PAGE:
There are a lot of “wrong” ways to make Southern-style buttermilk biscuits. Full disclosure; this is probably (technically) one of them.
I didn’t special order White Lily flour (a flour that is milled from soft winter wheat and widely used in the South to make light-as-air biscuits), I didn’t even use cake flour (which makes a great substitute because of its low protein content), and you won’t find any lard in my pantry. Basically, my biscuits aren’t very authentic.
I did, after all, grow up in western New York (far, far from the South) making “biscuits” from a blue cardboard tube, with a tremendous amount of anxiety (slowly peeling the paper from the tube and wondering when the heck it was going to pop almost stopped my heart more than once).
The funny thing is, biscuits still cause me a bit of anxiety; I almost didn’t write this post because of it. Knowing so much about Southern-style biscuits (and making them differently) makes me a little self-conscious. But then I started thinking about something that I say all the time; “cooking (or baking) should make sense”. Good food is food that you make with care, but without driving yourself crazy obsessing over hard-to-find ingredients or inaccessible techniques. Sure, there are times that you should challenge yourself and learn something new in the kitchen or go out of your way for a special ingredient, but good food doesn’t depend upon you doing those things.
Sometimes it’s ok to break a few rules in the kitchen. These biscuits do and they’re still delicious — and it’s tough to argue with deliciousness.
So, here’s what I think you actually need to know about making biscuits:
Mix your dry ingredients in a bowl and then incorporate cold, cubed butter by hand. You don’t want the heat from your hands to melt the butter so work quickly, using your thumb to roll pieces of butter over your fingers and break them up. Keep working the butter into the flour mixture until the it is about the size of lentils. Leaving small pieces of butter in the dough will create pockets of steam which help the biscuits rise.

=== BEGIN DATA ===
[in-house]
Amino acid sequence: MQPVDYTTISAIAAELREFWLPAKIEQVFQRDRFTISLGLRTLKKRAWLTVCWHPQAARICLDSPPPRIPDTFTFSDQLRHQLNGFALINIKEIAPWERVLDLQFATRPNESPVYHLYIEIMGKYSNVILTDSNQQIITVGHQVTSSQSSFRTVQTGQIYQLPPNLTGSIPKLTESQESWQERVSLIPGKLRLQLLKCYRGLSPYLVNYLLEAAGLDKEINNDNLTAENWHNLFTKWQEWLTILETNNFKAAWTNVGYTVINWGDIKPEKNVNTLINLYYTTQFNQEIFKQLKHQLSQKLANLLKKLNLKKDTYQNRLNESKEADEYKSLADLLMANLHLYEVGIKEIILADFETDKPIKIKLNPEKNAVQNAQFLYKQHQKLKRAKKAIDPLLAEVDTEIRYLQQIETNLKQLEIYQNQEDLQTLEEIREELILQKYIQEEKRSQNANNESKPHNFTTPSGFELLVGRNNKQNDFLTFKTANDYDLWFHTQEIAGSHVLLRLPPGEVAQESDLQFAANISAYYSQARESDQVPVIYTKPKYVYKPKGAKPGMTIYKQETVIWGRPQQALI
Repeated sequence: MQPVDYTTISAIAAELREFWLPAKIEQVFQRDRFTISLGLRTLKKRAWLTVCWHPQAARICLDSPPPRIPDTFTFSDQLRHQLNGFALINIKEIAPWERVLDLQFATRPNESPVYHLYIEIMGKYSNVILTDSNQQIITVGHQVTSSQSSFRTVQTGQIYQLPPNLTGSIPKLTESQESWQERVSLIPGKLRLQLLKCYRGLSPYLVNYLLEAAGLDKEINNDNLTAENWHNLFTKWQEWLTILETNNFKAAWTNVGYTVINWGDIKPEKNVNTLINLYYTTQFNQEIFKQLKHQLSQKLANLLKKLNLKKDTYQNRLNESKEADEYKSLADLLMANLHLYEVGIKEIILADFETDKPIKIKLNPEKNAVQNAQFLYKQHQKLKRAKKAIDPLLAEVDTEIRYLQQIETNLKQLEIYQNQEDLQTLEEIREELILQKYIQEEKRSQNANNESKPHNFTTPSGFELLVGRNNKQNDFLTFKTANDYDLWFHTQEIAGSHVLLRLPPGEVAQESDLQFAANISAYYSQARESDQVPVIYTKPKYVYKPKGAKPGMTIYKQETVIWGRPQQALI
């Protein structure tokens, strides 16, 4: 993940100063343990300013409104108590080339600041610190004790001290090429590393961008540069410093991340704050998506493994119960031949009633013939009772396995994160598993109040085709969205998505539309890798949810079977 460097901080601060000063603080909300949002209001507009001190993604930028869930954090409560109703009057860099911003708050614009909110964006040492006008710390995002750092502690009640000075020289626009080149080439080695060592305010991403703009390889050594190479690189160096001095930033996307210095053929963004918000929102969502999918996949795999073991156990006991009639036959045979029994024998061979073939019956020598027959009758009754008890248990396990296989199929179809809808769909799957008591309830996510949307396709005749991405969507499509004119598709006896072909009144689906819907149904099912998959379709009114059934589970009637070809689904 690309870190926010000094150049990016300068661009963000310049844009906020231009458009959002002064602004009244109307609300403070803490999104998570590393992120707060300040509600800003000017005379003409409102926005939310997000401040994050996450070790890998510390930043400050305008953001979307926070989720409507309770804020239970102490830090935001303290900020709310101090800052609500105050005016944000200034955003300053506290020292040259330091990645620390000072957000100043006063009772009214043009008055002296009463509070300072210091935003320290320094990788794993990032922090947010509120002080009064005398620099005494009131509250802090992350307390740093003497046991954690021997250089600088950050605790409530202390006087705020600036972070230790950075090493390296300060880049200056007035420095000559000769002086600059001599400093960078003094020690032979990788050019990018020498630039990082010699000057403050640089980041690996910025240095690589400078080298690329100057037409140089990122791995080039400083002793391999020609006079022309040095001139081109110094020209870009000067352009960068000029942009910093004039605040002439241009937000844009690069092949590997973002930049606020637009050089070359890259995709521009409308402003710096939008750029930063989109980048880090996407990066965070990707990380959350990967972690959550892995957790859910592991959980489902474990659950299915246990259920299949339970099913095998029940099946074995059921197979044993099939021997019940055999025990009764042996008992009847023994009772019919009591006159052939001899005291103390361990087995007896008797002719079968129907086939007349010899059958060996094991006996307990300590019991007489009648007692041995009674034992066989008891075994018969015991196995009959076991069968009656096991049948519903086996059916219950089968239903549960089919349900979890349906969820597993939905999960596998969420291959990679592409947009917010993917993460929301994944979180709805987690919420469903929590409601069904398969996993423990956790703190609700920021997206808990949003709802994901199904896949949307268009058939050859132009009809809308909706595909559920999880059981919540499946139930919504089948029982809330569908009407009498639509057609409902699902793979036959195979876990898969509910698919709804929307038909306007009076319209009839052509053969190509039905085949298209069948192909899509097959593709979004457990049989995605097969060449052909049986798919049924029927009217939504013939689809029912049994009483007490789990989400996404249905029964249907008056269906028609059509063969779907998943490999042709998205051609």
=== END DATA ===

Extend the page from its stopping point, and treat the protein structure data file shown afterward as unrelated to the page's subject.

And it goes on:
Fold the dough over a few times and then pat it into a half-inch-thick disc. Cut rounds with a biscuit cutter or juice glass. Collect the scraps, reshape the dough into a disc, and cut another batch of biscuits. The third time, simply shape the dough into rough rounds (the more your roll the dough, the tougher the finished biscuits will be). Place all the biscuits on a parchment- or silicone mat-lined baking sheet.
Do you break any biscuit-making rules?
Southern-Style Buttermilk Biscuits
3 cups all-purpose flour (or cake flour, if you have it)
2 tablespoons baking powder
1/2 teaspoon salt
6 tablespoons unsalted butter, cubed and well-chilled
1 1/2 cups cold buttermilk
Preheat the oven to 425 degrees.
Whisk the flour, baking powder, and salt in a large bowl.
Add the cold, cubed butter by hand (working quickly) using your thumb to roll pieces of butter over your fingers and break them up. Keep working the butter into the flour mixture until the butter is about the size of lentils.
Make a well in the center of the flour and add the buttermilk. Mix just until a shaggy dough forms.
Fold the dough over a few times and then pat it into a half-inch-thick disk on a lightly-floured surface. Use a biscuit cutter or juice glass to cut rounds. Collect the scraps, shape them into a disc again, and cut more biscuits. Instead of shaping the dough a third time, simply press the remaining dough into rough rounds. Place all the biscuits onto a sheet pan that’s been lined with parchment paper or a silicone baking mat.
Bake the biscuits until they’re tall and golden brown, about 15 minutes.
Serve the biscuits warm.
A special thanks to Alton Brown; this recipe is based on his Southern Biscuits Recipe.